Originally posted by Gnep View Post
                  The real butt kicker was 1988 in Dressage, 1-3 all women, the Canadian Team all women got bronce, first all women team to win a medal ( I did not know canadians could ride dressage, I know they got the Stamped and do chuck wagon races, but dressage ? wow )

                  Ah but they can ride dressage!!!!! That is the galling thing. There is some real talent there...just no funding to get better as some other countries have.
                  They were very competitive eventers back in the 70's/80's but again, they have had some problems in this area as well.

                  Infact the canadian system is not too shabby...but politics and money have left them to the history books. It is too bad. Our northern neighbours are not to be sniffed at.

                  Comment


                  • #49
                    We really did kick some butt in 78, eh?
                    Canadian, eh?

                    Comment


                    • #50
                      Originally posted by sumatra View Post
                      We really did kick some butt in 78, eh?

                      MY darling...you have returned!!!!! And how funny, saw you on "the video" a few days ago!!

                      Comment


                      • #51
                        Sorry, been lurking (way too much fun), which video??? Anyhow, one of the other obits on the same page as the OP was my dad's, please read, he did a lot for the sport in the start up years.
                        Canadian, eh?

                        Comment


                        • #52
                          Originally posted by sumatra View Post
                          Sorry, been lurking (way too much fun), which video??? Anyhow, one of the other obits on the same page as the OP was my dad's, please read, he did a lot for the sport in the start up years.

                          Yes I was very sorry to hear of his passing. I will read it...and I hope everyone knows just HOW much he did for the sport.

                          Comment


                          • #53
                            Patricia Galvin competed in the 1957 Wofford Cup but her name was not in the standings for the 1958 WC.

                            Going back to the OP, we know Irbinskas won and Georgie Davis was 2nd. The three other women in the top 6 going into SJ were Mrs. R. G. Rolofson, Camille Stahl and Sandra Phipps.

                            There is a Marissa Rolofson from Colorado Springs, born in 1936, who is married to a Robert G. Rolofson.

                            Camille Stahl is now Camille Stahl Penhoet and is on the board of the Monterey Horse Park project. She operates a dressage facility called Toyon Farm in Napa.

                            Sandra Phipps married jumper rider/trainer/judge Wilson Dennehy and now goes by Sandy Dennehy.

                            So two of these three women are The Other Two.

                            Comment


                            • #54
                              Sumatra, Sorry for your loss.

                              Ron Trickett gave him a great tribute at the Horse Trials BC AGM the day after his passing. Many BC eventers remember him well and truly appreciated what he did for the sport.

                              I grew up to stories from my Dad about eventing in the "old days" - he was one of the volunteers your Dad shipped from BC to the '76 Games.
                              Blugal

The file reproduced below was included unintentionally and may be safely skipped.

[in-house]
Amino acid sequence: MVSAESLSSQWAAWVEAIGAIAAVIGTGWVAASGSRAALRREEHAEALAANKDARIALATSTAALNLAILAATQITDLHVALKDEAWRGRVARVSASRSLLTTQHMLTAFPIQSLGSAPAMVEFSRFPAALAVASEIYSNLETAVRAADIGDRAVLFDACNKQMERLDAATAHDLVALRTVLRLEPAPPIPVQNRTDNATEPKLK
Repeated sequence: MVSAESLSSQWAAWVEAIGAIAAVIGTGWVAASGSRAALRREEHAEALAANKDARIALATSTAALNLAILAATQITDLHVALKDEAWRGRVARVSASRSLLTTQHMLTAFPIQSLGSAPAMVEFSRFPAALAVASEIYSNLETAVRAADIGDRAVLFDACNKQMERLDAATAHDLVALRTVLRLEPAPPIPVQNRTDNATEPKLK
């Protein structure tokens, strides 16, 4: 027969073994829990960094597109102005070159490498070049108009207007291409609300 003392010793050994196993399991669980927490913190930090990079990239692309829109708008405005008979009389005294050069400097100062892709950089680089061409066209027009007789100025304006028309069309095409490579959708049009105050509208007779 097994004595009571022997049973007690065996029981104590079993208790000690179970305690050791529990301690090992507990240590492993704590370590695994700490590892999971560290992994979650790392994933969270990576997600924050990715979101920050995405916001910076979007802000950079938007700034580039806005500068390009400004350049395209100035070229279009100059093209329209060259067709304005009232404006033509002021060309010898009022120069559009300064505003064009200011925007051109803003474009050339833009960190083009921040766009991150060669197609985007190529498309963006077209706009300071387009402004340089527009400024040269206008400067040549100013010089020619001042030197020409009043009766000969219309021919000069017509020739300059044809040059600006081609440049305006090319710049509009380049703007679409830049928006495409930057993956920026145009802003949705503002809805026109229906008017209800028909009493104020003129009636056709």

You never know what kind of obsessive compulsive crazy person you are until another person imitates your behaviour at a three-day. --Gry2Yng

                              Comment


                              • #55
                                Originally posted by Gnep View Post
                                The real butt kicker was 1988 in Dressage, 1-3 all women, the Canadian Team all women got bronce, first all women team to win a medal ( I did not know canadians could ride dressage, I know they got the Stamped and do chuck wagon races, but dressage ? wow )
                                Hey! I resemble that comment... (cowboy hats are fairly common at Western Canadian dressage shows...). The Ontarians would be horrified.

                                Originally posted by snoopy View Post

                                Infact the canadian system is not too shabby...but politics and money have left them to the history books. It is too bad. Our northern neighbours are not to be sniffed at.
                                You have to remember that we also have a much smaller population - only about 33million as compared to 10x that in the US. 82million in Germany. Holland has 16million, but we're just not gonna talk about that.

                                The problem is that we just don't have the depth in any equestrian sport, or the system to create it. We'll do great for a few years (remember SJ back in the days of Monopoly and Big Ben??), but when the "greats" move on, there's rarely someone to take their place.
                                "Adulthood? You're playing with ponies. That is, like, every 9 year old girl's dream. Adulthood?? You're rocking the HELL out of grade 6, girl."

                                Comment

                                • Original Poster

                                  #56
                                  Originally posted by Gnep View Post
                                  There is a little write up about the founding of the original USEA, on the USEA website and a list of people who attended that meeting, their are just a few ladies on that list and I would suggest that at least one of them is one of the mystery women.

                                  1964 Liselotte Linsenhof with the dressage team, Gold and Marion Coakes with an individual silver in Jumping. So Marion Coakes is the first woman that won a individual medal in any equestrian sport.